• Bribery, Kickbacks, or Extortion – A police officer should never receive extra compensation for their duties. They should also not turn a blind eye to crime with financial motivation. It is unlawful for law enforcement officers to use their position to take advantage of a financial opportunity.
  • Falsifying Evidence – This can include planting evidence at a crime scene or making up false witness statements.
  • False Arrest – An officer must have probable cause that a suspect committed a crime to make a lawful arrest. Without that probable cause, they wrongfully deny a person their constitutional right to freedom.

These are just a few examples of police misconduct. If you think you are the victim of police misconduct, call a lawyer who can look into the situation and help you file a report with the appropriate agencies.

What Should I Do If I’m the Victim of Police Misconduct?

First, you should contact an attorney right away. You will have to interact with the government when reporting police misconduct. While they should accept your report, they may try to protect the police officer and place blame on you. It would help if you had someone on your side to represent your rights and make sure your story is heard.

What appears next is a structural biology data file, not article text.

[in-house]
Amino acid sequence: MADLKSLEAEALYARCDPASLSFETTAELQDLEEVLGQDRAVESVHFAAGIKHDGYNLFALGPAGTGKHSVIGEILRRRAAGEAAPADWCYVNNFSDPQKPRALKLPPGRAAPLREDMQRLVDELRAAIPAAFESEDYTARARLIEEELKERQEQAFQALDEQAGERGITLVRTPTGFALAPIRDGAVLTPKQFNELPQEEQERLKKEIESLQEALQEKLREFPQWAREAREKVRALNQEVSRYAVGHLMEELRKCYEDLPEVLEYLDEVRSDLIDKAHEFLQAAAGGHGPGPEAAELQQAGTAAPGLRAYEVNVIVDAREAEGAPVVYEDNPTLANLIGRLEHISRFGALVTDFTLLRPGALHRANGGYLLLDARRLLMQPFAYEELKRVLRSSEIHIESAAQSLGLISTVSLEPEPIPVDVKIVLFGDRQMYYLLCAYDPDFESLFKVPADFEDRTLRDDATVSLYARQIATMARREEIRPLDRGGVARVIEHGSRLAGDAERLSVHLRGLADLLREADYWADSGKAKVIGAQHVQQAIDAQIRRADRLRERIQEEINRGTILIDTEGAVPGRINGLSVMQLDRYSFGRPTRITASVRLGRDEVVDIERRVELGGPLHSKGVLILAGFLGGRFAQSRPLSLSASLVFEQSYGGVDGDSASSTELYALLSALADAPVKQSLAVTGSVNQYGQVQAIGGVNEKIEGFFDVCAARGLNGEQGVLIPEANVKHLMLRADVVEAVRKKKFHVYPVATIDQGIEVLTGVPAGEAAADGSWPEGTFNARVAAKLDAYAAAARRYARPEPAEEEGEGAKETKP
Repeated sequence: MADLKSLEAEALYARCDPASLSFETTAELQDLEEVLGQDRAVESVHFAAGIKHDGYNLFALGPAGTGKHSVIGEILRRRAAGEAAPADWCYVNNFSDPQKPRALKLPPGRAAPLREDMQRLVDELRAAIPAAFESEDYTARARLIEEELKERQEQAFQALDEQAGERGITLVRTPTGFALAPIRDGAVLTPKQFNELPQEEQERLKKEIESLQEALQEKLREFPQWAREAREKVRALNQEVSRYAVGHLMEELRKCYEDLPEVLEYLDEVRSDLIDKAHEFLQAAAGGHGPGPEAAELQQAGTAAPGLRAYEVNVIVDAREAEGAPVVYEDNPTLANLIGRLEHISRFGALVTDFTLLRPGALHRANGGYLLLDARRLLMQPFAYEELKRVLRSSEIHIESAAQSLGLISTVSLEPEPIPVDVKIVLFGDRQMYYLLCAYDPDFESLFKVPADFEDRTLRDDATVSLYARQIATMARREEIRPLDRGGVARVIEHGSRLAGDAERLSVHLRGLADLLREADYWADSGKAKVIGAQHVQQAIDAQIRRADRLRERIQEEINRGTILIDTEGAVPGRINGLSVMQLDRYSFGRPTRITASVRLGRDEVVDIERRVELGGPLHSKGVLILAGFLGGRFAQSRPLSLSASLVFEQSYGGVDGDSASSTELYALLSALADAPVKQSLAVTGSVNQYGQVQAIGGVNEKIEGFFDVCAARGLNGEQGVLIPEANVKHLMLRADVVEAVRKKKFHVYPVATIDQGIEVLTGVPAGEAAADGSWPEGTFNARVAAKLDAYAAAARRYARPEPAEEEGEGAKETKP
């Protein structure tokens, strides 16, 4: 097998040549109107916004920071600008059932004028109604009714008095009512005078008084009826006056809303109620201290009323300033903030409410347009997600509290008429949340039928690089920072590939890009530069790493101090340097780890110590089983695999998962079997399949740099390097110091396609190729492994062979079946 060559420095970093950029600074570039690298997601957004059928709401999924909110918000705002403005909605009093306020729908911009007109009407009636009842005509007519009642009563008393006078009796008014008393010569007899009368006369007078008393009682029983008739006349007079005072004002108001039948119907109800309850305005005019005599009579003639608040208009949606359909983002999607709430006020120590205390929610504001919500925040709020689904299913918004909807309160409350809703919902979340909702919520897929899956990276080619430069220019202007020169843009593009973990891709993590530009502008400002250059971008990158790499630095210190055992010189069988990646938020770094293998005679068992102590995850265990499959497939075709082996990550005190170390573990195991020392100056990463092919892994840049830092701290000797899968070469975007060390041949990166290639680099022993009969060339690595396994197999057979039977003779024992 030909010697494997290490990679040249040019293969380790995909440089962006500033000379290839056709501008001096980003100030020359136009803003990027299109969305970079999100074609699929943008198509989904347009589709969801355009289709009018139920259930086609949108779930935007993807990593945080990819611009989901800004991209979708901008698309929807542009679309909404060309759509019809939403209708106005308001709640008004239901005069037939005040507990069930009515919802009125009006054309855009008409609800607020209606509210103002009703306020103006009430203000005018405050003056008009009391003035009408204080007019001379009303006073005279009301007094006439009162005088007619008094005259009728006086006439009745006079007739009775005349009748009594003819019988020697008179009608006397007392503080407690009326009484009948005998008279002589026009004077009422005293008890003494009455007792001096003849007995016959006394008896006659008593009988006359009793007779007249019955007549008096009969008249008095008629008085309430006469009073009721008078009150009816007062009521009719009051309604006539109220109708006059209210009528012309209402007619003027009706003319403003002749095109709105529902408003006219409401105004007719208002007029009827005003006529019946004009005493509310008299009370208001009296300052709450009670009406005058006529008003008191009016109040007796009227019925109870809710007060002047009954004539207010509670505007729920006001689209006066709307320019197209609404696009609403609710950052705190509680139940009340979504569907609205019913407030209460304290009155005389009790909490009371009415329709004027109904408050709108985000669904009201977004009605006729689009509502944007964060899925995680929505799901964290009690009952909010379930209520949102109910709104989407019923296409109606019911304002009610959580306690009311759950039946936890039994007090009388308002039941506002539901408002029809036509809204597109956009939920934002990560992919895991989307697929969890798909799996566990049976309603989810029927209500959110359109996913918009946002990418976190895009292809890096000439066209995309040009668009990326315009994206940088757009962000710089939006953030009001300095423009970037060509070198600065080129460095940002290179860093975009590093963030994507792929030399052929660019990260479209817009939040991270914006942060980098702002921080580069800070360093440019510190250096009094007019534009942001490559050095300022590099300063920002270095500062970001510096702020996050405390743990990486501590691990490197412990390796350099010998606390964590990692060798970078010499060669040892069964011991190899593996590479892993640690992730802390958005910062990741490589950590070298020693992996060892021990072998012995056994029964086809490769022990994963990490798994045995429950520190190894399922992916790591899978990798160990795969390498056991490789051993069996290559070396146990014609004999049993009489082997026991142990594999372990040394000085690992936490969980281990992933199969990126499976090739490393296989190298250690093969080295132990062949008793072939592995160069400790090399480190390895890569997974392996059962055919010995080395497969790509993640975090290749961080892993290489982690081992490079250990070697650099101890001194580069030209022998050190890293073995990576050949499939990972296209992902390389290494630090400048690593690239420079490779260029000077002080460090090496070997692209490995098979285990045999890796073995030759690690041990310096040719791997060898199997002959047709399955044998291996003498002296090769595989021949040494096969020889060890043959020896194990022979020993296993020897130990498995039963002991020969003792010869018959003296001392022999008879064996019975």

Reporting Police Misconduct in Pittsburgh, PA

Incidences of police misconduct in Pittsburgh, Pennsylvania, should be reported to the Office of Municipal Investigations (OMI). They handle citizen complaints about misconduct by any employees of the City of Pittsburgh, including fire, EMS, and police.

The Citizen’s Police Review Board (CPRB) also investigates complaints against police officers. This independent review agency can investigate allegations and hold public hearings. During those hearings, they may review complaints, question witnesses, and elicit testimony from police officers.

How Is Pittsburgh Cracking Down on Police Misconduct?

In the past, complaints of police misconduct often got swept under the rug. Officers would either escape discipline entirely or take a few days off. When they returned, the alleged police misconduct would continue.

However, in July 2021, the Pennsylvania Attorney General, Josh Shapiro, announced the launch of a statewide police misconduct database. The database will track complaints and confirmed cases of misconduct. It will identify officers with a history of “red flags” to warn other law enforcement agencies who might hire them.

The database is not accessible to the public; however, police departments must use it when hiring new officers. Suppose a department hires an officer who has a history of discipline. In that case, the department has to write a public report explaining their reason for hiring them.

Get Help from a Police Brutality Lawyer

If you were injured or wrongfully arrested because of police misconduct, our experienced criminal defense attorneys at Worgul, Sarna & Ness, Criminal Defense Attorneys, LLC, can help.

Call us today at (412) 281-2146 or use our online contact form for a free consultation.